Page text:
Figure 5 shows photographs of selected poly-Si thin-film samples obtained from SPC of a-Si:H films deposited using a SiH4 gas flow to RF power density ratio of (a) 3.3 sccm/mW cm-2 and (b) 2.4 sccm/mW cm-2. The photos shown here were taken after the RTA process and depict a small sample area of 10 × 10 cm2 from the centre of 30 × 40cm2 glass sheet. It can be clearly seen that the poly-Si film prepared from SPC of laterally highly non-uniform a-Si:H films (HRD 1.7) has cracks all over the surface (see Fig. 5a). In contrast, no cracks are observed after the RTA process for the poly-Si film obtained from SPC of a highly uniform a-Si:H film (see Fig. 5b). The high density of cracks makes the poly-Si film unsuitable for solar cell applications and thus needs to be avoided.

thumbnail Fig. 6

Hemispherical UV reflectance measured on two poly-Si films obtained by SPC of a-Si:H films deposited at 90 and 146 nm/min, respectively. Also shown (solid line) is the UV reflectance measured on a polished singlecrystalline Si wafer.

3.3 Effect of deposition rate on the crystal quality of the poly-Si thin film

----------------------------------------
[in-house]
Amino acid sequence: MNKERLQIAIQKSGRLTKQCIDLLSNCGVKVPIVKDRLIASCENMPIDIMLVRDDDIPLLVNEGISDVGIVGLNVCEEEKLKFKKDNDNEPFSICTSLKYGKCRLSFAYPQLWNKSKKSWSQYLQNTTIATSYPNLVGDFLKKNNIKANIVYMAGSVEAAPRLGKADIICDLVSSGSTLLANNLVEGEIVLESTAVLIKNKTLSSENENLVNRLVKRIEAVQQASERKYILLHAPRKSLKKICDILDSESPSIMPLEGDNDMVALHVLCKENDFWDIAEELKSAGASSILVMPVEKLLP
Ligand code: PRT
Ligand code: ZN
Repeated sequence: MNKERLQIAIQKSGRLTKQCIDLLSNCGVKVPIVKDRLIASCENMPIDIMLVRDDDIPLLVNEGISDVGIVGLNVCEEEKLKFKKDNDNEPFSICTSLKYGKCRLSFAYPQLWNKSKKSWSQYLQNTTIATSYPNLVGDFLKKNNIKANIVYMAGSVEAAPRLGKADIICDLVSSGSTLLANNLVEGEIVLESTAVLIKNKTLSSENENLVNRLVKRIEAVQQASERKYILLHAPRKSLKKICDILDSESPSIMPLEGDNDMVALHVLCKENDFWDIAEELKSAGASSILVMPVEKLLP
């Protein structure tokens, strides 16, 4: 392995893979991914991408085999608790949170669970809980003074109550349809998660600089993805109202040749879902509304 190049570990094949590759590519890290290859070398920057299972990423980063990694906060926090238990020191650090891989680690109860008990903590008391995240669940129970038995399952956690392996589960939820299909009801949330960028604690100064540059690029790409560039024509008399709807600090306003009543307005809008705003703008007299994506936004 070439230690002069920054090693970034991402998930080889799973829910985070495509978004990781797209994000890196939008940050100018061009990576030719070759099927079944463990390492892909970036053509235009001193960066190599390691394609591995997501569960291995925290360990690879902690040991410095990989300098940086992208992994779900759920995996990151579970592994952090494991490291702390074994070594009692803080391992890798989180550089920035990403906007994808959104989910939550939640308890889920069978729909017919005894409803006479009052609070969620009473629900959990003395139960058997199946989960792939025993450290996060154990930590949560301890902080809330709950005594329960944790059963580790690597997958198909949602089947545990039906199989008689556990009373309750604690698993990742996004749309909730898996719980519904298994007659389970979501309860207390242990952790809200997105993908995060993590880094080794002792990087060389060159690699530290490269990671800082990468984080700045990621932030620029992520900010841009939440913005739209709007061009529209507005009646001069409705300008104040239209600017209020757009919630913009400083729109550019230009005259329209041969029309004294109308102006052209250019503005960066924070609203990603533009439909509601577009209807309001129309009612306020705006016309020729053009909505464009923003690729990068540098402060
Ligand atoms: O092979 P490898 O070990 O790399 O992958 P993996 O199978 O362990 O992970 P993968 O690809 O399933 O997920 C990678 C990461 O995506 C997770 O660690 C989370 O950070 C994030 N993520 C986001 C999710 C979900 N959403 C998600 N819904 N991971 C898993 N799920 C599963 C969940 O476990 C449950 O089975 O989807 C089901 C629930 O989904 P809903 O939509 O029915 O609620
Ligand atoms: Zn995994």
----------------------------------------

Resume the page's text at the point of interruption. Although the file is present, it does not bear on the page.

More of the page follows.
The material quality of the poly-Si thin film is one of the key parameters that define its electrical properties. Thus, it is desirable to obtain a high crystal quality of the poly-Si film while trying to achieve a high-rate deposition. Thus further investigation was undertaken to study the effect of a high deposition rate on the crystal quality, using the UV reflectance and Raman characterization techniques. Figure 6 shows the total hemispherical reflectance at short wavelengths (UV region, 250–400 nm) measured on two different poly-Si thin films prepared by SPC of high-rate deposited a-Si:H films, as well as on a polished FZ c-Si (100) wafer. Two characteristic peaks resulting from direct optical transitions in c-Si [19] were observed in the UV reflectance spectrum at ~360 nm and ~275 nm (Re1 and Re2), respectively. Structural disorder and defects in the surface region of the probed poly-Si film lead to a decrease and broadening of the peaks [20]. It can be clearly seen that the poly-Si thin film fabricated by SPC of an a-Si:H film deposited at 146 nm/min has less structural defects than the poly-Si film fabricated by SPC of an a-Si:H film deposited at 90 nm/min. In addition, the reflectance spectrum obtained for the poly-Si film is quite close to that of a single-crystal Si wafer. Furthermore, the UV reflectance spectra obtained for the c-Si wafer and the poly-Si thin films were quantified in terms of the crystal quality (Qr) using the following relationship given in references [14, 15]: (2)The UV-Vis-NIR measurement at wavelengths below 300 nm has a small signal-to-noise ratio. Therefore, we exclude the Re2 to get the following equation: (3)The crystal quality factor Qr quantifies how closely the UV reflectance of a single-crystalline Si wafer is mimicked by a particular poly-Si thin-film sample and thus provides a qualitative measure of its area-averaged crystal quality [14].